Validation of JFL’s interpretation of the law relating to Felling Licences and TPOs

In a stunning decision in the Crown Court on 13 May 2021, FLAC client Mr Joseph Robb had his prosecution for breach of a Tree Preservation Order stayed when the Judge accepted the Defence motion that “to proceed would be an abuse of process, or in the alternative would create an offence unknown to law”. Swale Borough Council alleged that Mr Robb had felled trees in a protected woodland, an allegation that he denied. However, the trees were subject to the requirement for a Felling Licence under S.9(1) of Forestry Act 1967, which at S.15(5) disbars local authorities from even “entertaining” applications for TPO consent to fell such trees.

Supported by the Forestry Commission’s Operations Note 52, the Crown sought to argue that either a Felling Licence issued previously to Highways England could not apply to Mr Robb (or whoever felled the trees), or that even if it did, it did not cover trees subject to a TPO due to a Note on the Licence seeking to exclude them, and that in any event “clear-felling” had taken place, not “thinning” per the terms of the Licence. For any one of these reasons, argued the Crown, the Felling Licence did not authorise the felling of the protected trees, as would otherwise be the case pursuant to Forestry Act 1967 S.15(6).

FLAC Senior Director Julian Forbes-Laird disagreed with the Forestry Commission’s interpretation of the statutory interplay between Felling Licences and TPOs, and developed a counter argument that:

  1. The offence of felling a tree under a TPO, which resides in Regulations, is for felling it “without the consent of the local authority” and not, for example, “without a relevant consent” which latter might conceivably encompass a Felling Licence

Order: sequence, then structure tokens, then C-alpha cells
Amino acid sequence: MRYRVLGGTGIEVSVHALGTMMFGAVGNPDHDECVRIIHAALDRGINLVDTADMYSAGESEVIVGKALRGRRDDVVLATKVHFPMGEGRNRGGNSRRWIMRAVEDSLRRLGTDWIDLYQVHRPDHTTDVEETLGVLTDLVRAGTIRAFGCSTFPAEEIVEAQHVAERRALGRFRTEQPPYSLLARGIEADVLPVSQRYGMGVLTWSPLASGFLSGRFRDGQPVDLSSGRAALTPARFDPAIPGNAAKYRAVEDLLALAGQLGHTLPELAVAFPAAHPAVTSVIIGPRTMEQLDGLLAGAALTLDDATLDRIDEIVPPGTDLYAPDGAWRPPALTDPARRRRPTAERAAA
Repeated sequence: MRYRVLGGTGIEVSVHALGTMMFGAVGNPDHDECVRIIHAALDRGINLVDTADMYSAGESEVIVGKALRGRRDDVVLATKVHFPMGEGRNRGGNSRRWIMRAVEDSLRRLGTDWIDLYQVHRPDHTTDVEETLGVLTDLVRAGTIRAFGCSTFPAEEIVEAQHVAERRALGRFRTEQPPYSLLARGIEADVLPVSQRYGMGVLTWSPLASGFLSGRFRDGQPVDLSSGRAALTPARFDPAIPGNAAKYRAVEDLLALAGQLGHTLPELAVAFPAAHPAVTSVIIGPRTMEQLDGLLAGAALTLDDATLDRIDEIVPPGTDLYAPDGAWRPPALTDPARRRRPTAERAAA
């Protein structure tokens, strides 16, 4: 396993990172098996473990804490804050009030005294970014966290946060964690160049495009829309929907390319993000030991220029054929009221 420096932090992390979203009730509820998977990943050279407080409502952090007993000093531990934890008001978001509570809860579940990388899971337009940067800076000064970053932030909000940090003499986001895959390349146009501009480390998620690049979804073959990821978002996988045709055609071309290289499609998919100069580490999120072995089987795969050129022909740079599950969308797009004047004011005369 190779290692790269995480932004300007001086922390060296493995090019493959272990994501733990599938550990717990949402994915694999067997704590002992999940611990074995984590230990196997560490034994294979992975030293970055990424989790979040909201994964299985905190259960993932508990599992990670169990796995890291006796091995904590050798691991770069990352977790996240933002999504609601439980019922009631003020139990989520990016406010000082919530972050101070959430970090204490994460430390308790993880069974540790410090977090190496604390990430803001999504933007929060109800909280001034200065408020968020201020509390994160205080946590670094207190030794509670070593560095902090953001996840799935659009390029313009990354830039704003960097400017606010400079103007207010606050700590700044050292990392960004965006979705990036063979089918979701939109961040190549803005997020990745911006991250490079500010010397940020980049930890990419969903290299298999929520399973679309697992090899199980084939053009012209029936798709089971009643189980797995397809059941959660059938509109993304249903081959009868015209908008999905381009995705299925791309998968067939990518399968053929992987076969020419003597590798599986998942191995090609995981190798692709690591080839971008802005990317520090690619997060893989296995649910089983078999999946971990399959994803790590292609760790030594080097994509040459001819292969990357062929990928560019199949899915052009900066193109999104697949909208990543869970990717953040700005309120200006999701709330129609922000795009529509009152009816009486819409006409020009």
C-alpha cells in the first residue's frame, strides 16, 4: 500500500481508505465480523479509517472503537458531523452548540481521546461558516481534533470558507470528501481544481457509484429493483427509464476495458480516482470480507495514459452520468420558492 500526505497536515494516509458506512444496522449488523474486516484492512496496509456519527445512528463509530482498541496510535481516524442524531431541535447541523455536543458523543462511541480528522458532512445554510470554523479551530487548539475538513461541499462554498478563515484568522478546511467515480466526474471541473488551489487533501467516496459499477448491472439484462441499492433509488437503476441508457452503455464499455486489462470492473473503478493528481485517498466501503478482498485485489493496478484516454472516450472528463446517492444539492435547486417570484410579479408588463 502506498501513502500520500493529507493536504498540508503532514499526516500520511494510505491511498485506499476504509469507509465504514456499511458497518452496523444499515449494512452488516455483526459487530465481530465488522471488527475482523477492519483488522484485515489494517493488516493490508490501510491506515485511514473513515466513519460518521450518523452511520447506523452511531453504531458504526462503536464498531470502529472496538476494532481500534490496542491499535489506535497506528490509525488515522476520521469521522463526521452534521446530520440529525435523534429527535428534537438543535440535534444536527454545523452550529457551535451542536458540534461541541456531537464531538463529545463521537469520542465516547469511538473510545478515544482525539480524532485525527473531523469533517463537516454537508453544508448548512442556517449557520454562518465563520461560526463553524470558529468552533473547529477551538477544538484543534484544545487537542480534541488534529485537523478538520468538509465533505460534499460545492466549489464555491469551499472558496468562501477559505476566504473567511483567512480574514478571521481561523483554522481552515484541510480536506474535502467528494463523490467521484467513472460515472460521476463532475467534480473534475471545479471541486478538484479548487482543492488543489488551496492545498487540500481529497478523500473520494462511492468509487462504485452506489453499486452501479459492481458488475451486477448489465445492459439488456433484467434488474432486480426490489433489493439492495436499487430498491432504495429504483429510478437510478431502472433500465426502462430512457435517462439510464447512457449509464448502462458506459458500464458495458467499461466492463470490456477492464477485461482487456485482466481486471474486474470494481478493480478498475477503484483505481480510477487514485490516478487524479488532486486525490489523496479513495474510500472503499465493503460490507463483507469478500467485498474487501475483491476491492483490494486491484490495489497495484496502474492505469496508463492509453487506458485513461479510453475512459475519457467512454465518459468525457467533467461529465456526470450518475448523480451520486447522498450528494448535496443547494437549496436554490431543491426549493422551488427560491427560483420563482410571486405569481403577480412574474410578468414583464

2. However, insofar as FA67 S.15(5) disbars local authorities from even entertaining an application under a TPO where FA67 S.9(1) applies, no such consent is possible to obtain
  3. It would be against natural justice for the law to seek to criminalise failure to pass an impossible test, and accordingly an offence cannot arise in these circumstances
  4. FA67 S.15(5) has the effect of removing jurisdiction over the felling of trees subject to a TPO from the local authority, and vesting it wholly within the regime set out in FA67


In setting out the Defence case, its counsel, Jonathan Ashley-Norman QC, put it masterfully thus: “Contravention of the requirement for or of a Felling Licence where the trees are subject to a TPO, is exclusively an offence under S.17 of Forestry Act 1967. There is no navigable route from such a contravention to a prosecution under the Town and Country Planning Act”.

Following a short adjournment after the Judge had handed down her decision, the Crown confirmed that it would not be seeking leave to appeal.

In commenting on the outcome, Mr Ashley-Norman said: “I was pleased to deliver JFL’s vision and argument. The credit for the successful outcome is largely his”.

JFL will be writing to the Forestry Commission shortly, seeking withdrawal or amendment of Operations Note 52, the error in which he first drew to its attention in July 2020.